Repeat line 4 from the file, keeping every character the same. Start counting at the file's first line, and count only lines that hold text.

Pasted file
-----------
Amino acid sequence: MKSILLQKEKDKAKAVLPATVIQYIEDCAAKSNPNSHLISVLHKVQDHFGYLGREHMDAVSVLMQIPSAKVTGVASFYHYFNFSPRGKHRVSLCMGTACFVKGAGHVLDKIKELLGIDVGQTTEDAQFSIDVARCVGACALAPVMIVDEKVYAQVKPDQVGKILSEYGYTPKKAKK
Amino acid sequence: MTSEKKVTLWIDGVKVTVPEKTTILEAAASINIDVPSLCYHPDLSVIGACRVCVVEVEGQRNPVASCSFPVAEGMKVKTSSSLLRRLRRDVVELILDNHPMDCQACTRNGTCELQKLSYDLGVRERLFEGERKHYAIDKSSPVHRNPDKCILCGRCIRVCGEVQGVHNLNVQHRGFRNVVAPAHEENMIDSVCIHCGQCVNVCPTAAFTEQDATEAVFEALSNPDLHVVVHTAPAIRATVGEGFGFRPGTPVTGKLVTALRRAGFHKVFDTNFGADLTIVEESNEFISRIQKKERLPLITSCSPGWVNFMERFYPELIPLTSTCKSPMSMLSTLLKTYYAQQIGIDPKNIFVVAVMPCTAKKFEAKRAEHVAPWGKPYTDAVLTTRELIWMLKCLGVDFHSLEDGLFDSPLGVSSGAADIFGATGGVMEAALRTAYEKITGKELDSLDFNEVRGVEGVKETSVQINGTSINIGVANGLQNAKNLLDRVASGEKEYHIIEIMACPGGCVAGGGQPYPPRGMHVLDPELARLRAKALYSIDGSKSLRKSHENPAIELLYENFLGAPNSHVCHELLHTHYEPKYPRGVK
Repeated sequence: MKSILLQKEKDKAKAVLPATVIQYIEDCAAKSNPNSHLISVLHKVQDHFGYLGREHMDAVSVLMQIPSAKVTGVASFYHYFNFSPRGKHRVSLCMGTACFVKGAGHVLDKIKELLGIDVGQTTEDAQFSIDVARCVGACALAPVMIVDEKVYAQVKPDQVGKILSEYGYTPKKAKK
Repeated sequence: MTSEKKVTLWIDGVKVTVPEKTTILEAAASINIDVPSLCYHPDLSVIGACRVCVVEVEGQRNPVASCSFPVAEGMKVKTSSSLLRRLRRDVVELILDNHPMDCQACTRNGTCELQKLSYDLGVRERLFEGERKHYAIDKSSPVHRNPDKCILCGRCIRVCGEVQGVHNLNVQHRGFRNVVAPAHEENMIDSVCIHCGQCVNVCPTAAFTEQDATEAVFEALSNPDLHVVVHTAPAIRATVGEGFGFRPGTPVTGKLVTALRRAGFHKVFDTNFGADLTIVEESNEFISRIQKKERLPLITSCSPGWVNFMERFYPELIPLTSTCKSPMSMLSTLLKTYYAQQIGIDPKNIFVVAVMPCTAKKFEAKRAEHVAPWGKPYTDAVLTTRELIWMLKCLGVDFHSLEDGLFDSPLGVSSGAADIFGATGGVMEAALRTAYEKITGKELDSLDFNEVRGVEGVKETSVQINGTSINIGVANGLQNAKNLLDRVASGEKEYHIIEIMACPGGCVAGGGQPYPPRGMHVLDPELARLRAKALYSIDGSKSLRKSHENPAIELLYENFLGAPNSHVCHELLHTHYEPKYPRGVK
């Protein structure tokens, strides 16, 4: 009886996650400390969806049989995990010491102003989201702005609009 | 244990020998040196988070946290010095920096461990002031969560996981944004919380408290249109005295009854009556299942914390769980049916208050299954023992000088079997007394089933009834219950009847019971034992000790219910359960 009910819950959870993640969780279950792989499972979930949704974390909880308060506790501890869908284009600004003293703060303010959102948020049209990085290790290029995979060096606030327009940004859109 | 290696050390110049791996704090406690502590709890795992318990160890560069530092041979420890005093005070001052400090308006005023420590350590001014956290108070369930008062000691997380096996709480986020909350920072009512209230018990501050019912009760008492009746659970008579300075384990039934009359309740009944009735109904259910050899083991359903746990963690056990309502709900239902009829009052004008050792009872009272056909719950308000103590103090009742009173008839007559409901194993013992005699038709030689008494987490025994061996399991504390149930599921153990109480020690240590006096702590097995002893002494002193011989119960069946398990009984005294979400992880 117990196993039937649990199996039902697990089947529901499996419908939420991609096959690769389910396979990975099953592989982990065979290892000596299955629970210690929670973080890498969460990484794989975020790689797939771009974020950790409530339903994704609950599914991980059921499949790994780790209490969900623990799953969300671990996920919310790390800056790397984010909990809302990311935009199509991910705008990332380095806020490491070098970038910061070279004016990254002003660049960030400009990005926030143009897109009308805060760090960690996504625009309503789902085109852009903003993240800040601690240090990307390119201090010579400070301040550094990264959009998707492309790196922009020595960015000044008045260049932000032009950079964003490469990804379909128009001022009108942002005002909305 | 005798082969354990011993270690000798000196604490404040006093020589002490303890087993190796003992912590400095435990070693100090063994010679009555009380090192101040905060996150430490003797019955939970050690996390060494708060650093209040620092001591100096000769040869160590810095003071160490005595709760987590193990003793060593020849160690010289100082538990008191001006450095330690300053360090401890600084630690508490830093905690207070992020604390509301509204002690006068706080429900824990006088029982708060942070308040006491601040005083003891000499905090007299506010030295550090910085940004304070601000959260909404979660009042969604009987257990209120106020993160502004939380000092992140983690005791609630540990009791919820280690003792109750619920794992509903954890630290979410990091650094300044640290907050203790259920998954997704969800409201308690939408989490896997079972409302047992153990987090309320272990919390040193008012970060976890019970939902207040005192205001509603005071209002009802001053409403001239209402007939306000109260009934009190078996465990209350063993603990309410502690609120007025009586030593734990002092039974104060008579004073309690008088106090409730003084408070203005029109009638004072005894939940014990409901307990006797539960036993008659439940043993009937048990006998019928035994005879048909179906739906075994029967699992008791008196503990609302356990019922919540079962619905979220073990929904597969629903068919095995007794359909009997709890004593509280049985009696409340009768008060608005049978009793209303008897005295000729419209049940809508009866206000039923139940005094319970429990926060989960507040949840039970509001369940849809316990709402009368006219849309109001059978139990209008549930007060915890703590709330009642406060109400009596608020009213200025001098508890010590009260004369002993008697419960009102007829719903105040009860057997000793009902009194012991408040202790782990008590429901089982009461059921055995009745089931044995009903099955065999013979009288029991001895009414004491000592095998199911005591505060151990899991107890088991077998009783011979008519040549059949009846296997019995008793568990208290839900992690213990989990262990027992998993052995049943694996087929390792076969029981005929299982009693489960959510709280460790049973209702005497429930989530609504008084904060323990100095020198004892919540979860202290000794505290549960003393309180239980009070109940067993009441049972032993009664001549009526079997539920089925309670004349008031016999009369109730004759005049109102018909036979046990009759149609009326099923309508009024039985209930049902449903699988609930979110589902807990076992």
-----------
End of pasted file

Repeated sequence: MTSEKKVTLWIDGVKVTVPEKTTILEAAASINIDVPSLCYHPDLSVIGACRVCVVEVEGQRNPVASCSFPVAEGMKVKTSSSLLRRLRRDVVELILDNHPMDCQACTRNGTCELQKLSYDLGVRERLFEGERKHYAIDKSSPVHRNPDKCILCGRCIRVCGEVQGVHNLNVQHRGFRNVVAPAHEENMIDSVCIHCGQCVNVCPTAAFTEQDATEAVFEALSNPDLHVVVHTAPAIRATVGEGFGFRPGTPVTGKLVTALRRAGFHKVFDTNFGADLTIVEESNEFISRIQKKERLPLITSCSPGWVNFMERFYPELIPLTSTCKSPMSMLSTLLKTYYAQQIGIDPKNIFVVAVMPCTAKKFEAKRAEHVAPWGKPYTDAVLTTRELIWMLKCLGVDFHSLEDGLFDSPLGVSSGAADIFGATGGVMEAALRTAYEKITGKELDSLDFNEVRGVEGVKETSVQINGTSINIGVANGLQNAKNLLDRVASGEKEYHIIEIMACPGGCVAGGGQPYPPRGMHVLDPELARLRAKALYSIDGSKSLRKSHENPAIELLYENFLGAPNSHVCHELLHTHYEPKYPRGVK